These figures should disturb all Aussies — from Prime Minister Scott Morrison to you, the person reading these words.

If the violent deaths of 80 women and children is not a national catastrophe, what the ■■■■■■ hell is?

As Jane Gilmore wrote earlier this year, a total of six Australians have died as a result of terrorism in 20 years — three of those killed were the terrorists themselves.

We spend $35 billion on national security each year compared to the roughly $160 million a year the Federal Government puts aside for combating domestic violence — a crime that is killing one woman a week.

Victorian mum-of-three killed Gayle Potter, 46, was run over. A man has been charged with her murder. Picture: Nine News

Our policy makers need to stand back and take stock and readdress the funding divide between a crime that kills less than one person a year and a crime that kills 52 women a year.

This money could see an even stronger focus on programs supporting survivors to leave safely because it is at the point of leaving that is the most dangerous.

We must build more refuges for women escaping violence, but even better, let’s erect housing specifically for perpetrators so mum can stay home with her kids.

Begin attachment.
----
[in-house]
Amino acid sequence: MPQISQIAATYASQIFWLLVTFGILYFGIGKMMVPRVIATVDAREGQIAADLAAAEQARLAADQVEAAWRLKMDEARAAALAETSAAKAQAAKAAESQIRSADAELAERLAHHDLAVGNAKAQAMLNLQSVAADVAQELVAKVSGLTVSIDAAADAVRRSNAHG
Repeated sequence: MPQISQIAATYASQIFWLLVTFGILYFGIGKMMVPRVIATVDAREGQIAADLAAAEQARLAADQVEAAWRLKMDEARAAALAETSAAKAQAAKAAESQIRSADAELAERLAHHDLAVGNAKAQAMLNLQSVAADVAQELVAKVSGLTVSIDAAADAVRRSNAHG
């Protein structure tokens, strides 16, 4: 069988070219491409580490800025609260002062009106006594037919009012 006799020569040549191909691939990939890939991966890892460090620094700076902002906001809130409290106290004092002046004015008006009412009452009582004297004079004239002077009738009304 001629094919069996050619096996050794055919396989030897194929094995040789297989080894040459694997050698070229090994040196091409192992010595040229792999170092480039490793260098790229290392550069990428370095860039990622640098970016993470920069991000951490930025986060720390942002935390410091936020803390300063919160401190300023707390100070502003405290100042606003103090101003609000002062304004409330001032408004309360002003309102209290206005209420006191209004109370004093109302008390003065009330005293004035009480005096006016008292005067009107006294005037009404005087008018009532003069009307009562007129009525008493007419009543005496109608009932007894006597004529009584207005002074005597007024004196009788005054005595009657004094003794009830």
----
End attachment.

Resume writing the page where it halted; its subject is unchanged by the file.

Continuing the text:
We need to keep rolling respectful education programs. We should force every abuser to complete a behaviour change programs.

We must legislate tougher state and territory criminal sentencing options — a life taken should amount to a life spent behind bars.

Our PM needs to speak up. He needs to show Australian women that he has their backs and he needs to show Australian men that violence is never the answer and that they will be held to account.

Like it or not, it is the responsibility of all us to turn this around.

Of course, none of this matters if the underlying disrespectful attitudes towards women do not change.

Feminists, anti-violence activists, domestic abuse professionals, academics and other woke folk have been having this same conversation for decades.

We say the same damn thing every time a woman or child is killed, knowing of course that we are essentially preaching to the converted.

The war on women will continue unabated unless every single person in this country takes a stance against violence.

Until then, we will continue mourning grandmothers, mothers, sisters, aunts, cousins, nieces, colleagues and friends.

Maybe the next victim won’t be connected to you. But maybe she will.

If losing six women to violence is not enough to make our nation act, what will?


#25

It’s very sad and a very real problem for us as a society.


#26

Nobody denies that domestic violence is a blight on Australia


#27

All good points, but rolling out the ‘war on women’ slogan really isn’t helpful and cheapens the whole argument IMO


#28

then its probably fair to say your comment was not necessary and took away from the actual point of the song?


#29

The fact that it remains a blight suggests that too many people still do.


#30

I thought you were asking @alex.f.94 that question.